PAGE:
The past existed chiefly to lead up to, and make way for, the glorious present and still more glorious future . . . . From this it is an easy step to regarding as worthy of study only such institutions and only such persons as can be shown to have some clear connection with the present, and of seeing or imagining in them only such elements as can be made to fit into the splendid story of progress toward the political or social idea as we happen to see it . . . . In spite of these drawbacks, possibly even because of them, the romantic approach to history made the understanding of the past possible in ways never attempted before. The romantics recognized the comprehensive nature of history as a study. 'In the domain of history lies the entire moral world' said Schiller . . . ; for him . . . there was no province of human endeavor outside the scope of history.

And in this definition I would include not only the present but the future. We all live in history. Everything was, is, and will be relevant. However, not only those ideas or techniques or activities which obviously have directly led to an analogue existing at present are of significance. Dead ends, aborted movements, also have their charm and validity. This is nowhere more true than in the history of art and music.

Of course, all of this was not so neatly formulated in my mind during those days in 1946 and 1947. What I felt then was a sort of general malaise, the result of my inability to become personally involved with my studies. I knew that I had to find something more meaningful and I suppose that I defined that merely as something I could do better.

By chance, my stall in the stacks of the Widener Library was on 4 West, the section at that time occupied by books on music, since removed to the Music Library. Often when I should have been analyzing texts according to the currently fashionable modes, I found myself poring over the beautiful picture books devoted to musical instruments. Once I stumbled across a treasure: Heron-Allen's Violin Making As It Was and Is. This young Victorian gentleman's evocation of the world and technique of violin makers, given in some curious way a sweep and perspective by the copious employment of his laboriously acquired Latin tags, fascinated me, and I spent a whole summer making a violin after his instruction. Alas for romantic scholarship. I found his technical devices often deficient and that his varnish wouldn't dry, but the experience was meaningful for all that. The violin still hangs on its nail in a dark closet, a sort of instrument maker's family skeleton. [The violin has since come out of the closet. It is now displayed on a beautiful antique secretary in Diane's and my library. It doesn't suffer at all in comparison with that piece. The quality of workmanship is evident and the varnish is dry. Ed.]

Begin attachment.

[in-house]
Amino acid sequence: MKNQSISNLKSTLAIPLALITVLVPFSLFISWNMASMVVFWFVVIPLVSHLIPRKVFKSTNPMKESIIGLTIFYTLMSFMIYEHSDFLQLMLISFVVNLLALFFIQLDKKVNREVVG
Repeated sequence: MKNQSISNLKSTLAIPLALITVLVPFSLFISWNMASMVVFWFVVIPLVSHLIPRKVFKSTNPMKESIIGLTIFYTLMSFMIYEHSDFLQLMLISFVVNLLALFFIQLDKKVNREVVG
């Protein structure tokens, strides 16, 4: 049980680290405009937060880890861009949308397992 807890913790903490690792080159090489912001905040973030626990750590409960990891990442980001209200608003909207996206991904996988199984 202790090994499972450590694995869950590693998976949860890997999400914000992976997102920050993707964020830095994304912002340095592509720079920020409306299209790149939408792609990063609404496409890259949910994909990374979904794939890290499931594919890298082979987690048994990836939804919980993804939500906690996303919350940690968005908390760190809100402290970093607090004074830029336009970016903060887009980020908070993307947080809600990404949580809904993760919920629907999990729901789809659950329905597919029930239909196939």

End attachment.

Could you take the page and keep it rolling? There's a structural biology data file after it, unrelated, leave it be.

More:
About this time the passionate interest of an old boyhood friend, William Dowd, in the harpsichord began to dimly indicate a path out of the intellectual maze in which I found myself wandering. Together we examined the books in 4 West, attended the concerts of the only practicing harpsichordists in the area, Claude Chiasson and Daniel Pinkham, and gradually concocted the grandiose project of reviving single handed the whole baroque orchestra. I, it was decided, would deal with strings, Dowd with keyboards, and the winds, in some unspecified way, would take care of themselves.

The only makers of such instruments we had ever heard of (at least those not speaking outlandish tongues - and of that I will say more later) were Arnold Dolmetsch in England and John Challis in Detroit. Since my G.I. Bill support was a bit more substantial than that of Dowd, it was decided that I would go to Dolmetsch, Dowd to Challis.

I shall never forget the gracious letter of acceptance I received from Carl Dolmetsch in which he generously waived his usual apprenticeship fee and permitted me to enter his employ as something less than a slave, since I was neither boarded nor clothed as was customary in even the most reactionary of antebellum circles. Several weeks later I found myself walking up the hill toward Beechside, as the house was called, from Haslemere station. Haslemere is set in what an Englishman might call suburbia, but to an American tempered in the crueler manifestations of that drab world, it seemed a fairy village. Cottages, some of them even half-timbered, were picturesquely set in the midst of lawns of an inconceivable greenness. The high road to Guilford up which I carried my box of tools passed along the red brick High Street to become a grassy banked depression between hedges until it emerged on a hillside open to the rolling countryside of Surrey.

Inside Beechside, I found a warren of small workshops in which several men were working who spoke an almost incomprehensible language. First, there was Leslie Ward - tall, lean, bald, shrewd and grasping, with a cockney-timbred voice. He was the works manager and in charge of the harpsichord workshop. George Carley, his brother-in-law, shy and inarticulate, mild and curly-haired, was the head viol maker, assisted by a brassy young woman who I later found spent her lunch hours practicing Max Bruch on the violin. Mr. Ward seriously responded to one remark I made on that incongruity by sighing, "Oh yes, the old man would never have permitted it. We had ideals in those days."